About the disease
Acute glaucoma is an eye disease manifested by sharp increase of pressure in the eye. This pressure is also known as intraocular pressure. Its sharp increase can lead to vision deterioration or in some case even to vision loss. Increase in the intraocular pressure can develop if the fluid inside the eye does not flow out normally as it is supposed to or if it does not drain out properly. This can develop if the iris in the narrow angle becomes affected.
The most important measure in case a person has acute glaucoma is immediate medical intervention, otherwise there can be a nerve damage or vision loss. Most commonly, acute glaucoma progresses rapidly and the intraocular pressure needs to be stabilized as soon as possible as any delay in the treatment can be dangerous. Acute glaucoma is also more detrimental than chronic open-angle glaucoma, which develops gradually and thus, is more treatable at its beginning stages. Although, there is no known reason why acute glaucoma develops, age-related changes in the eye structure, which affect position of the iris and other anatomic structures of the eye, are believed to be the leading cause. Genetic predisposition can also cause development of acute glaucoma. People who are farsighted are more likely to develop acute glaucoma during their lifetime, as their eye angles are too narrow, which makes it more possible for an intraocular pressure to increase. Acute glaucoma is not very common accounting for less than 10% of all known glaucoma cases. Interesting fact: acute glaucoma is somewhat more common in Asia than in the USA where chronic open glaucoma is the most common type of this disease. This fact can be explained by the notion that Asians and other nations, such as Eskimos, have narrow angle eyes, which can lead to increase in the intraocular pressure in the elderly with predisposition to eye diseases.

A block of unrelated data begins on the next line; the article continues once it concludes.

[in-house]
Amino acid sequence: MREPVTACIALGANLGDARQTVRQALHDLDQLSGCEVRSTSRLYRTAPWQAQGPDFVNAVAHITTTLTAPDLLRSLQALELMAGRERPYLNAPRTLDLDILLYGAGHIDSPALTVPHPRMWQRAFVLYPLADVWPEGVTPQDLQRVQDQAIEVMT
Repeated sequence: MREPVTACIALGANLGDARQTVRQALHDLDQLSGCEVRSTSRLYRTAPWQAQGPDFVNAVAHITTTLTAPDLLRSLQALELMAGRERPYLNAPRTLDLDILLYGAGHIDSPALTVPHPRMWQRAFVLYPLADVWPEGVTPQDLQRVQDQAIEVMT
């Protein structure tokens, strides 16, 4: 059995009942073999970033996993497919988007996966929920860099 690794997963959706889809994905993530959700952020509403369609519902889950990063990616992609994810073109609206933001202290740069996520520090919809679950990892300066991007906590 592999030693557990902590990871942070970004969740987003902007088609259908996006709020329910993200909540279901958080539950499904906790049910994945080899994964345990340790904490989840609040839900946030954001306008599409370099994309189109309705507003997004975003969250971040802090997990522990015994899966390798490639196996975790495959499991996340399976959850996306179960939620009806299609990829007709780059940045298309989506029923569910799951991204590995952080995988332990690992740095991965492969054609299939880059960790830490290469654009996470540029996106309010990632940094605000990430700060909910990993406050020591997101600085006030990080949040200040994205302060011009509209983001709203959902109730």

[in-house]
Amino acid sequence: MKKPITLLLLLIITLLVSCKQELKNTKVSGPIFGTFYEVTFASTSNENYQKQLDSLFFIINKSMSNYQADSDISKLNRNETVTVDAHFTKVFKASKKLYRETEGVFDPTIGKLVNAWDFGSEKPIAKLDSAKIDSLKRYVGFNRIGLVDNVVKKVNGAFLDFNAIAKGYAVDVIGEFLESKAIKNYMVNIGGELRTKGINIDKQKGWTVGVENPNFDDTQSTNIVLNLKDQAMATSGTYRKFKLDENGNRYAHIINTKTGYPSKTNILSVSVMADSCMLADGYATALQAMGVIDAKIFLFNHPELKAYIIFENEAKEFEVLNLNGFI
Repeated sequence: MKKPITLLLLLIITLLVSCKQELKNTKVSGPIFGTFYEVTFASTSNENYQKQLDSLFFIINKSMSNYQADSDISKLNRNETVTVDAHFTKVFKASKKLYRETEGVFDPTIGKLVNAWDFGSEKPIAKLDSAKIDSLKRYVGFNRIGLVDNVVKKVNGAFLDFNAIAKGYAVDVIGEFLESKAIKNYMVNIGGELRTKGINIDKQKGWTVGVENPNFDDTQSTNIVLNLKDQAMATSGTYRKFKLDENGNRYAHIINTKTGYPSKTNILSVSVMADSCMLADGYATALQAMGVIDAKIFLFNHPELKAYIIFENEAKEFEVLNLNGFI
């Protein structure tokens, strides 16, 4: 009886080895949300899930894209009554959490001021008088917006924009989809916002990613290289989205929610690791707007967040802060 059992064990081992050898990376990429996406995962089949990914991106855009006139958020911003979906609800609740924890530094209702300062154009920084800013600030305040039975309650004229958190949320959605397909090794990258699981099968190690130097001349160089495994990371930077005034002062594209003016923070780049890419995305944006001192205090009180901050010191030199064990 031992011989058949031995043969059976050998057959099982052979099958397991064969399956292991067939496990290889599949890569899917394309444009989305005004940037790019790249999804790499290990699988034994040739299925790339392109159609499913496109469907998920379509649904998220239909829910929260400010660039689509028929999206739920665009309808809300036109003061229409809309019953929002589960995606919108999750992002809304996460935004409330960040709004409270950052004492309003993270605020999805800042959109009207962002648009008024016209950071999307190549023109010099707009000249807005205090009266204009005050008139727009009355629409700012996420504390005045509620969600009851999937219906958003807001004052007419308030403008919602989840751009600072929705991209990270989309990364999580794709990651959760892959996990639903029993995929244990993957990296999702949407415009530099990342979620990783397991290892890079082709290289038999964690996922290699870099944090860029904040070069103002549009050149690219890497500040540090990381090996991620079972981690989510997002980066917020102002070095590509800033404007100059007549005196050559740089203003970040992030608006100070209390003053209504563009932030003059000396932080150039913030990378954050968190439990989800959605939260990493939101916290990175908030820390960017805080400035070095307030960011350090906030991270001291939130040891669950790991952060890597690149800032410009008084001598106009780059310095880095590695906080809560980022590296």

- Eye pain
- Uncontrollable tears
- Blurred vision, haloes
- Decrease in vision acuity
- During a general examination an ophthalmologist will determine if there is any fluid flowing from the eye, which can be caused by increased intraocular pressure. A doctor can also use special drops to dilate the pupils, which allows to determine if the optic nerve was damaged.
- Gonioscopy is the most commonly used test for diagnosing acute glaucoma. A lens is placed into the eye to determine if the angle of the eye is drained. This test can also determine if an eye angle are narrowed or, on the other hand, if they are open. Gonioscopy can rule out other ophthalmologic diseases as well.
- Tonometry is a special test, which can measure the intraocular pressure in the eye. If it is twice the normal, a patient is most likely to have acute form of glaucoma.
- Symptomatic treatment is used to reduce the intraocular pressure and to alleviate the symptoms of acute glaucoma, such as eye pain.
- A laser treatment is used to reduce the pressure in the eye as well by making the hole in the iris with a laser beam, which in some cases is used to reduce the narrowed angle of the eye as well.
- Surgical treatment also reduces the pressure in the eye and is primarily used in case if the laser beam couldn`t reach the iris for some reason.